The large screen goes black again, but in rising volume, music begins to play, a very slow and eerie piece with cellos, wooden blocks, and low flutes. A citation surfaces into view at the bottom of the screen in white, crediting the music to Alf Greeley. Ms. Crabtree’s eyebrow rises as she acknowledges a new talent for this young man.

As the citation fades away again, a map of the world returns with a timeline to the right that covers a three thousand year range. The timeline pointer moves up the centuries and more splotches of red began to expand out becoming opaque, and then receding back into transparency. As the visuals proceed and the music fades back, Alf begins to speak, casually walking across the front of the room, identifying various periods of social turmoil and listing the number of people killed in violence as the labels and numbers impose themselves over the splotches.

As the timeline marker enters the later part of the second millennium, Alf describes the Protestant Reformation, The Inquisition, the Fall of Imperialism, American Civil Rights Movement, American War on Drugs. Alf finally says, “And the war on…” He stops abruptly.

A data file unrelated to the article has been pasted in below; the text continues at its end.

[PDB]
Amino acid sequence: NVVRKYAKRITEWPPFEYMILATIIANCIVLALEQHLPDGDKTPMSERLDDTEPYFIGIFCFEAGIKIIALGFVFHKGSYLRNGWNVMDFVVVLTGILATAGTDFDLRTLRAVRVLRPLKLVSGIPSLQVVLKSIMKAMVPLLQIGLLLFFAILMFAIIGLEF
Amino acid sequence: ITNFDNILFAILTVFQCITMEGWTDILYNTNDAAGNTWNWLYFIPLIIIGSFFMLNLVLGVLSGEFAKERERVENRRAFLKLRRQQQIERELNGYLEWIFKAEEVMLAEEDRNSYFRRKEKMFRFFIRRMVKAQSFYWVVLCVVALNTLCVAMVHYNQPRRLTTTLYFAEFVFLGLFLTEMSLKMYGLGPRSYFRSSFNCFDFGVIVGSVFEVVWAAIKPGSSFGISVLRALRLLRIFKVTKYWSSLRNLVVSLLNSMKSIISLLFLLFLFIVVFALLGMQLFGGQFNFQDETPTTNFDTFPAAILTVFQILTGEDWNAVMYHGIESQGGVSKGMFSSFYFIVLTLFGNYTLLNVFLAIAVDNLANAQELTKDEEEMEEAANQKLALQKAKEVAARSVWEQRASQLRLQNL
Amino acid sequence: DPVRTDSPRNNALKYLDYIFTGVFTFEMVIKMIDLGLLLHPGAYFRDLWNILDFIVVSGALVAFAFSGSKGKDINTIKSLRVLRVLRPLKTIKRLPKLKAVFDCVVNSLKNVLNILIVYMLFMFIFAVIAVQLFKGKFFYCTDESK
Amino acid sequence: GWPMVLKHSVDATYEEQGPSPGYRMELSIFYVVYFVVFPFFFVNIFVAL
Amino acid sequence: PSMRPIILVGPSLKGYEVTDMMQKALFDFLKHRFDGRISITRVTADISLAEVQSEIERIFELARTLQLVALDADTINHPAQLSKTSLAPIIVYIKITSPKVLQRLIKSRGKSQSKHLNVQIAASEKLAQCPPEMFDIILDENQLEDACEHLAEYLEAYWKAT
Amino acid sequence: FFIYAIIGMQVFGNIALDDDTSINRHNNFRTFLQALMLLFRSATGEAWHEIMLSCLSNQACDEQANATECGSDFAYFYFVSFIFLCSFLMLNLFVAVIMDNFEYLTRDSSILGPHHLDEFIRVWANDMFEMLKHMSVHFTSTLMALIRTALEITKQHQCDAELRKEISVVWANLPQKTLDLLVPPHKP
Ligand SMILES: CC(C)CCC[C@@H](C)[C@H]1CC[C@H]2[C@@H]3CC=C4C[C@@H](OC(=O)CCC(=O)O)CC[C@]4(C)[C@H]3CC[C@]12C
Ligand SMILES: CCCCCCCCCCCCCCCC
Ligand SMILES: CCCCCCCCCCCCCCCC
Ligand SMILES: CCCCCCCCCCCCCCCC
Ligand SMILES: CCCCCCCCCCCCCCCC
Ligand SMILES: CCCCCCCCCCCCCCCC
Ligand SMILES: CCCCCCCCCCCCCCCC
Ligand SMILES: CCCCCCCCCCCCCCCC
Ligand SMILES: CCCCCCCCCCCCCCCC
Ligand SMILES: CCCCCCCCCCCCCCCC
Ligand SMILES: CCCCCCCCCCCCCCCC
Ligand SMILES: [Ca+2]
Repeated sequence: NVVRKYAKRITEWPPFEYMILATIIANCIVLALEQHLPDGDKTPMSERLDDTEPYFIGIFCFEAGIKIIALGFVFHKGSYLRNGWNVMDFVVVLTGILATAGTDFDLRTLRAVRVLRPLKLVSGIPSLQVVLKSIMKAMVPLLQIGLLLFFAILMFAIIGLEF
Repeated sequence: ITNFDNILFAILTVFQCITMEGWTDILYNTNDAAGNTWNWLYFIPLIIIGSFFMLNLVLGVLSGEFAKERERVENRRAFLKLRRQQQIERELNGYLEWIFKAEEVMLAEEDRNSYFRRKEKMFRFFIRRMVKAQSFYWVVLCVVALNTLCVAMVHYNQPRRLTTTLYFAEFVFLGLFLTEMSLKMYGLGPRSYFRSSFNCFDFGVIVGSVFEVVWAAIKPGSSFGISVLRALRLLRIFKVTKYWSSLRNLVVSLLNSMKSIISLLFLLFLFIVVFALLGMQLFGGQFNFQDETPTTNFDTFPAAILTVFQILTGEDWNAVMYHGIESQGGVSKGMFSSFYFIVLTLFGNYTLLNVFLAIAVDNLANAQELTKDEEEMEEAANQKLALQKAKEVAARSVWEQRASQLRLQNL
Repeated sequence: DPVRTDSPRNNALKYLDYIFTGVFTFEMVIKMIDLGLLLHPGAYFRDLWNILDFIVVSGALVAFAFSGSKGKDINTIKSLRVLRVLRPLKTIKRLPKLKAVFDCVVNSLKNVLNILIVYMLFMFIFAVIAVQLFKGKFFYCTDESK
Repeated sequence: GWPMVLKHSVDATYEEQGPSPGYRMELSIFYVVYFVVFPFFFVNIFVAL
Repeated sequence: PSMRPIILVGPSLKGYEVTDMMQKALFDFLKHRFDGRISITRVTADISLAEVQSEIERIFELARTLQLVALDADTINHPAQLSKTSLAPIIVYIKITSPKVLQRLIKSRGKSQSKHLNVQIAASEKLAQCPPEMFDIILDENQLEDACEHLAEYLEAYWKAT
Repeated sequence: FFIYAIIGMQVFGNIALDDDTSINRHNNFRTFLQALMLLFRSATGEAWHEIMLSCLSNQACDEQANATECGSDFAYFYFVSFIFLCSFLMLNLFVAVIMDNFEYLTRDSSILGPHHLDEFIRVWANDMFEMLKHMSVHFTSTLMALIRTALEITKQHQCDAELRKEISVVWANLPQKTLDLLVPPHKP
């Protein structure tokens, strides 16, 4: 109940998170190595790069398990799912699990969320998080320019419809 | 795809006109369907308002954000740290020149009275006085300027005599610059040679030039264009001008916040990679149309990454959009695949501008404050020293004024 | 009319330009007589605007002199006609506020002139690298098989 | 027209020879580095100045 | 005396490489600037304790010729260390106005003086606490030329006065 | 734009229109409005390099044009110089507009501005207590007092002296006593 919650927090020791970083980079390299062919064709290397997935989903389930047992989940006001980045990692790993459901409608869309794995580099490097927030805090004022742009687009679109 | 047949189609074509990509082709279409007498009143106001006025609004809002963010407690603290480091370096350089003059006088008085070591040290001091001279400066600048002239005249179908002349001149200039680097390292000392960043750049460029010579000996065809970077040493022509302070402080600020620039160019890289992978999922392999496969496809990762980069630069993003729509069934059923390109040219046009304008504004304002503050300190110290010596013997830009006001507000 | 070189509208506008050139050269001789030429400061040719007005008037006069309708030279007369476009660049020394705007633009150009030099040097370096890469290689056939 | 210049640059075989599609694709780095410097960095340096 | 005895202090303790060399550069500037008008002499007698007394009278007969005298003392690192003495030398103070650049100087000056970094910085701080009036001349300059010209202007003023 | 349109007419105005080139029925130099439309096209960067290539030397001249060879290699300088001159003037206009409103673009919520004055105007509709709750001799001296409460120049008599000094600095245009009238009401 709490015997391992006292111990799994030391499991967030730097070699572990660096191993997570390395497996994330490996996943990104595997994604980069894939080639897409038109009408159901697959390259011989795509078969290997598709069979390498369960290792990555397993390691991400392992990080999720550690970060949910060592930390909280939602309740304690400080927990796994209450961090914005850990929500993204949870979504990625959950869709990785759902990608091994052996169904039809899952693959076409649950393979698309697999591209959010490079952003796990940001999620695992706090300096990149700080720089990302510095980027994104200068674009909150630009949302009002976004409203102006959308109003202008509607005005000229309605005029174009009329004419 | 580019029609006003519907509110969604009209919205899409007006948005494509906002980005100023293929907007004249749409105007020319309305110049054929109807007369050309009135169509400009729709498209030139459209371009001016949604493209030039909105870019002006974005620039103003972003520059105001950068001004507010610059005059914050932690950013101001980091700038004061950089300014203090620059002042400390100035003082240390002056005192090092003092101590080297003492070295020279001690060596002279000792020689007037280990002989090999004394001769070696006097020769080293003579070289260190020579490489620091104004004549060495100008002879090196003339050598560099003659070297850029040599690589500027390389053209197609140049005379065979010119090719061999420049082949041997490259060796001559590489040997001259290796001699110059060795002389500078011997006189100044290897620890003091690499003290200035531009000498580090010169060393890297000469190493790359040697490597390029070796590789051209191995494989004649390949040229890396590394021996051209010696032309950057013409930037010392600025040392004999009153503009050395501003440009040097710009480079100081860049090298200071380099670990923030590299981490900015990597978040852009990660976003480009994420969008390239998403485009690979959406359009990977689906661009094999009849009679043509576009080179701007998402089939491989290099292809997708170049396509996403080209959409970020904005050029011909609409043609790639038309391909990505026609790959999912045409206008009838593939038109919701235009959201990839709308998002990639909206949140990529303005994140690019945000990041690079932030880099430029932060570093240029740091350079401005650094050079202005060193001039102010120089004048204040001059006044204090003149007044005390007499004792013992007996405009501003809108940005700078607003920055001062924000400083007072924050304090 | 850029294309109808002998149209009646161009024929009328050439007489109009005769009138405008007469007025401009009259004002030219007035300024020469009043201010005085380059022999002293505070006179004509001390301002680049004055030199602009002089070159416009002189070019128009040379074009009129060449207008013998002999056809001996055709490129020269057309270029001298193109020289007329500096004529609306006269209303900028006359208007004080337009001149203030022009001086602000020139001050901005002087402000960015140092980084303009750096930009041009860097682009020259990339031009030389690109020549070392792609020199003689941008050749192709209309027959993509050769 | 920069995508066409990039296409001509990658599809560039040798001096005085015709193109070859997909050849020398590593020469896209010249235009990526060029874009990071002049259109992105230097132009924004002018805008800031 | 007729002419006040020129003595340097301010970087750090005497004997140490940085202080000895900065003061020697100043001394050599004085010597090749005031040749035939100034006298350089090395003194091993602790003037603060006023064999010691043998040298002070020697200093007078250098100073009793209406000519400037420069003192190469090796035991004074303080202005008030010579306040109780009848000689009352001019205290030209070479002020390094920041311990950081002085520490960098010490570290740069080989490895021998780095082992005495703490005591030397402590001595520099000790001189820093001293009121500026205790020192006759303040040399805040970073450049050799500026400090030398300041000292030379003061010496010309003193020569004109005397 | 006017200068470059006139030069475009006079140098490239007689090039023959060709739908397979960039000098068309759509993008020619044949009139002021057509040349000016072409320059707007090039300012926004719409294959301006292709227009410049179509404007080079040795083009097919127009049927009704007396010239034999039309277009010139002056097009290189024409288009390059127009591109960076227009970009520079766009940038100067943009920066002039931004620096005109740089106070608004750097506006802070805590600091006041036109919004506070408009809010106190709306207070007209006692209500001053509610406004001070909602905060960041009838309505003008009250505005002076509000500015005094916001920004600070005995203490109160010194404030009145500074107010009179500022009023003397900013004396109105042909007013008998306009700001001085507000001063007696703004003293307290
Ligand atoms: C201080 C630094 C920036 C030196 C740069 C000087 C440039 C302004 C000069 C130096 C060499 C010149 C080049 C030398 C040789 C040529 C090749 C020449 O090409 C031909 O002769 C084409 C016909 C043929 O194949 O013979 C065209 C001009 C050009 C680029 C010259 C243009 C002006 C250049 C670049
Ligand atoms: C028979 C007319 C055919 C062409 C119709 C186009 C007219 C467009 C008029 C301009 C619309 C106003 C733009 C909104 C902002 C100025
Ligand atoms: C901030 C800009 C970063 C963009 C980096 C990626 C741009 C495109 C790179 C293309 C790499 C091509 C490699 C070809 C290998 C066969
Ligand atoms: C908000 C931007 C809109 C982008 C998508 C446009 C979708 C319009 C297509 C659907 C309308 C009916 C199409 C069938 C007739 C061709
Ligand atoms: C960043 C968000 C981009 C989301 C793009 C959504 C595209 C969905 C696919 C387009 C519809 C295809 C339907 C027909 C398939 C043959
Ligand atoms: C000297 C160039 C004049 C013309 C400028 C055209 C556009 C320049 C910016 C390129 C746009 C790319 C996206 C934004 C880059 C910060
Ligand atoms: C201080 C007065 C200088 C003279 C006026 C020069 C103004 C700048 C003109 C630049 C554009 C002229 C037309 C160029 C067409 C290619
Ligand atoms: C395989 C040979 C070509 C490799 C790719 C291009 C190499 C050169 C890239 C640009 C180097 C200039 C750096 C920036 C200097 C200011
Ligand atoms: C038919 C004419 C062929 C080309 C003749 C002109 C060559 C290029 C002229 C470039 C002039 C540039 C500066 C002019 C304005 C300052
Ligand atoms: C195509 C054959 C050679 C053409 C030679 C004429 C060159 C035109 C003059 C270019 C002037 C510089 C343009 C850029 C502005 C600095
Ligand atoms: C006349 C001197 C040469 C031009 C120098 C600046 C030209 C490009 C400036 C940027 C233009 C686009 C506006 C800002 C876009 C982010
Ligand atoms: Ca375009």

Surfacing on top of the world map, a video clip materializes and shows the beating of Rodney King in 1992. Other videoed examples of violence by the police or military surface, play, and fade out of view, and as this occurs, Alf finishes his sentence, “…daring! Daring to be different, daring to resist, daring to celebrate or to mourn. Daring to be yourself in a world where fitting makes things run smoother, but makes people run cold.”

Then he stops, and walks back to his seat. The room is silent, even Desmone remains motionless, until she smiles to herself and then turns and smiles at Alf. It was a powerful presentation, and there was also the provocation of Alf’s video clips. There would be much discussion of this presentation from the community, and many opportunities for the team to defend their work.

The story continues here.

 

Middle School 2014: A Future Fiction – Installment 7

Here is the 4th installment of a short story I wrote as the 1st chapter of Redefining Literacy in the 21st Century, written in 2004.  The setting is 2014. It starts here.

Copyright © 2004 by Linworth Publishing, Inc.
Reprinted with permission from ABC-CLIO, publisher of Redefining Literacy 2.0

Several Days Earlier: 

They sat down at an unoccupied table and she laid her tablet down, saying, “I wanted to talk for just a minute about your report.”